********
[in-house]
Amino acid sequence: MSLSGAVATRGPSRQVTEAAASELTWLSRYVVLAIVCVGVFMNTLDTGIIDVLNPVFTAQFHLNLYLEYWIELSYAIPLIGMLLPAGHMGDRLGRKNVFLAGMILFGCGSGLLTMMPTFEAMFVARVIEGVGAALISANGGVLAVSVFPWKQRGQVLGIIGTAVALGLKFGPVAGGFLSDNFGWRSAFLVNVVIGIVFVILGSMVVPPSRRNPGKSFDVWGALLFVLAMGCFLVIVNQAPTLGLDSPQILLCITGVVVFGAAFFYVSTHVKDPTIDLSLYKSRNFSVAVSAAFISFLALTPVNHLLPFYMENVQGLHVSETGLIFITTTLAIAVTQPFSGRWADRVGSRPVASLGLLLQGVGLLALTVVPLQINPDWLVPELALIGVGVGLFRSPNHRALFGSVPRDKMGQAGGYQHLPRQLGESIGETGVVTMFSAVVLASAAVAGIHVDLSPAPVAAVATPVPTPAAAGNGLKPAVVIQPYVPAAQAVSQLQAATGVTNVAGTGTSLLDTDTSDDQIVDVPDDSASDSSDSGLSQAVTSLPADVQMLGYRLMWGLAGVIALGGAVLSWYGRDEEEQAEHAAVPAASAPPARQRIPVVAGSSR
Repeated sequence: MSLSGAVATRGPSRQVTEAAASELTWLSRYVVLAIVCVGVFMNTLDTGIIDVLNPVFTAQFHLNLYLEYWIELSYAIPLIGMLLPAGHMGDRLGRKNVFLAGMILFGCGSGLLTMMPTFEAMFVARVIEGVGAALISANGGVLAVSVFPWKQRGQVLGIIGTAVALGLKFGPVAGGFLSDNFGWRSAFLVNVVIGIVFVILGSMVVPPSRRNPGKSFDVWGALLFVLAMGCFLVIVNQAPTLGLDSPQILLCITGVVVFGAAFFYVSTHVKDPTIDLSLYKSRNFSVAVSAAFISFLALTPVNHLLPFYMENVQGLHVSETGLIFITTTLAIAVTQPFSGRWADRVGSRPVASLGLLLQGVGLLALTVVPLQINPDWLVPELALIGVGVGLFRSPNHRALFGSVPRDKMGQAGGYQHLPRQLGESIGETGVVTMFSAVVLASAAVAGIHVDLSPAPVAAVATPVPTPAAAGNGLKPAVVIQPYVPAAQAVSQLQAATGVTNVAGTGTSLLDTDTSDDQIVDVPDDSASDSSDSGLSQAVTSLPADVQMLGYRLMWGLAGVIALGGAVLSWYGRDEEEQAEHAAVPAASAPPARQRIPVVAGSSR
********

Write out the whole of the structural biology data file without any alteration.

[in-house]
Amino acid sequence: MSLSGAVATRGPSRQVTEAAASELTWLSRYVVLAIVCVGVFMNTLDTGIIDVLNPVFTAQFHLNLYLEYWIELSYAIPLIGMLLPAGHMGDRLGRKNVFLAGMILFGCGSGLLTMMPTFEAMFVARVIEGVGAALISANGGVLAVSVFPWKQRGQVLGIIGTAVALGLKFGPVAGGFLSDNFGWRSAFLVNVVIGIVFVILGSMVVPPSRRNPGKSFDVWGALLFVLAMGCFLVIVNQAPTLGLDSPQILLCITGVVVFGAAFFYVSTHVKDPTIDLSLYKSRNFSVAVSAAFISFLALTPVNHLLPFYMENVQGLHVSETGLIFITTTLAIAVTQPFSGRWADRVGSRPVASLGLLLQGVGLLALTVVPLQINPDWLVPELALIGVGVGLFRSPNHRALFGSVPRDKMGQAGGYQHLPRQLGESIGETGVVTMFSAVVLASAAVAGIHVDLSPAPVAAVATPVPTPAAAGNGLKPAVVIQPYVPAAQAVSQLQAATGVTNVAGTGTSLLDTDTSDDQIVDVPDDSASDSSDSGLSQAVTSLPADVQMLGYRLMWGLAGVIALGGAVLSWYGRDEEEQAEHAAVPAASAPPARQRIPVVAGSSR
Repeated sequence: MSLSGAVATRGPSRQVTEAAASELTWLSRYVVLAIVCVGVFMNTLDTGIIDVLNPVFTAQFHLNLYLEYWIELSYAIPLIGMLLPAGHMGDRLGRKNVFLAGMILFGCGSGLLTMMPTFEAMFVARVIEGVGAALISANGGVLAVSVFPWKQRGQVLGIIGTAVALGLKFGPVAGGFLSDNFGWRSAFLVNVVIGIVFVILGSMVVPPSRRNPGKSFDVWGALLFVLAMGCFLVIVNQAPTLGLDSPQILLCITGVVVFGAAFFYVSTHVKDPTIDLSLYKSRNFSVAVSAAFISFLALTPVNHLLPFYMENVQGLHVSETGLIFITTTLAIAVTQPFSGRWADRVGSRPVASLGLLLQGVGLLALTVVPLQINPDWLVPELALIGVGVGLFRSPNHRALFGSVPRDKMGQAGGYQHLPRQLGESIGETGVVTMFSAVVLASAAVAGIHVDLSPAPVAAVATPVPTPAAAGNGLKPAVVIQPYVPAAQAVSQLQAATGVTNVAGTGTSLLDTDTSDDQIVDVPDDSASDSSDSGLSQAVTSLPADVQMLGYRLMWGLAGVIALGGAVLSWYGRDEEEQAEHAAVPAASAPPARQRIPVVAGSSR